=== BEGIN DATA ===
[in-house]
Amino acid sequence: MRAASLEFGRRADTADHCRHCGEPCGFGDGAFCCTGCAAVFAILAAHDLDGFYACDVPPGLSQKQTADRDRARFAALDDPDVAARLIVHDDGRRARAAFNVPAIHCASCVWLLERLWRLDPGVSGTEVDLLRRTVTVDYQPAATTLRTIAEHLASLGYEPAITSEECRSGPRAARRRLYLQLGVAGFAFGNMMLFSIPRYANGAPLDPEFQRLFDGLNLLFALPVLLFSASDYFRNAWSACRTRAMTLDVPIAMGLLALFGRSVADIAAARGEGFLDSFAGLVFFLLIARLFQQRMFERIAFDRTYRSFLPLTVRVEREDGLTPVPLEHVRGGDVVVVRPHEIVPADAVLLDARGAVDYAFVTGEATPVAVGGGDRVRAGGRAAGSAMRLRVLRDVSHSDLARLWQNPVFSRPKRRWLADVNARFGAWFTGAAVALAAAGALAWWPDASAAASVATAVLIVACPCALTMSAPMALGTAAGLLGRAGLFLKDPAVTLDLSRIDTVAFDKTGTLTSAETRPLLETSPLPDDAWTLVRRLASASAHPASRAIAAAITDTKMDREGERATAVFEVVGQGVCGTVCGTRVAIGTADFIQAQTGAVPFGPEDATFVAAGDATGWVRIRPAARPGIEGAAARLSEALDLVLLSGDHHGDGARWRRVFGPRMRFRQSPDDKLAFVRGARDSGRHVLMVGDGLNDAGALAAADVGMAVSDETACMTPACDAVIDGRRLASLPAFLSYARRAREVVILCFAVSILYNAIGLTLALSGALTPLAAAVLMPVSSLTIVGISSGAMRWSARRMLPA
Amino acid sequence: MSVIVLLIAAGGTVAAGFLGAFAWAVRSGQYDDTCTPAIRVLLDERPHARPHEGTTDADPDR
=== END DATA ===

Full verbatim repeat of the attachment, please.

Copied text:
[in-house]
Amino acid sequence: MRAASLEFGRRADTADHCRHCGEPCGFGDGAFCCTGCAAVFAILAAHDLDGFYACDVPPGLSQKQTADRDRARFAALDDPDVAARLIVHDDGRRARAAFNVPAIHCASCVWLLERLWRLDPGVSGTEVDLLRRTVTVDYQPAATTLRTIAEHLASLGYEPAITSEECRSGPRAARRRLYLQLGVAGFAFGNMMLFSIPRYANGAPLDPEFQRLFDGLNLLFALPVLLFSASDYFRNAWSACRTRAMTLDVPIAMGLLALFGRSVADIAAARGEGFLDSFAGLVFFLLIARLFQQRMFERIAFDRTYRSFLPLTVRVEREDGLTPVPLEHVRGGDVVVVRPHEIVPADAVLLDARGAVDYAFVTGEATPVAVGGGDRVRAGGRAAGSAMRLRVLRDVSHSDLARLWQNPVFSRPKRRWLADVNARFGAWFTGAAVALAAAGALAWWPDASAAASVATAVLIVACPCALTMSAPMALGTAAGLLGRAGLFLKDPAVTLDLSRIDTVAFDKTGTLTSAETRPLLETSPLPDDAWTLVRRLASASAHPASRAIAAAITDTKMDREGERATAVFEVVGQGVCGTVCGTRVAIGTADFIQAQTGAVPFGPEDATFVAAGDATGWVRIRPAARPGIEGAAARLSEALDLVLLSGDHHGDGARWRRVFGPRMRFRQSPDDKLAFVRGARDSGRHVLMVGDGLNDAGALAAADVGMAVSDETACMTPACDAVIDGRRLASLPAFLSYARRAREVVILCFAVSILYNAIGLTLALSGALTPLAAAVLMPVSSLTIVGISSGAMRWSARRMLPA
Amino acid sequence: MSVIVLLIAAGGTVAAGFLGAFAWAVRSGQYDDTCTPAIRVLLDERPHARPHEGTTDADPDR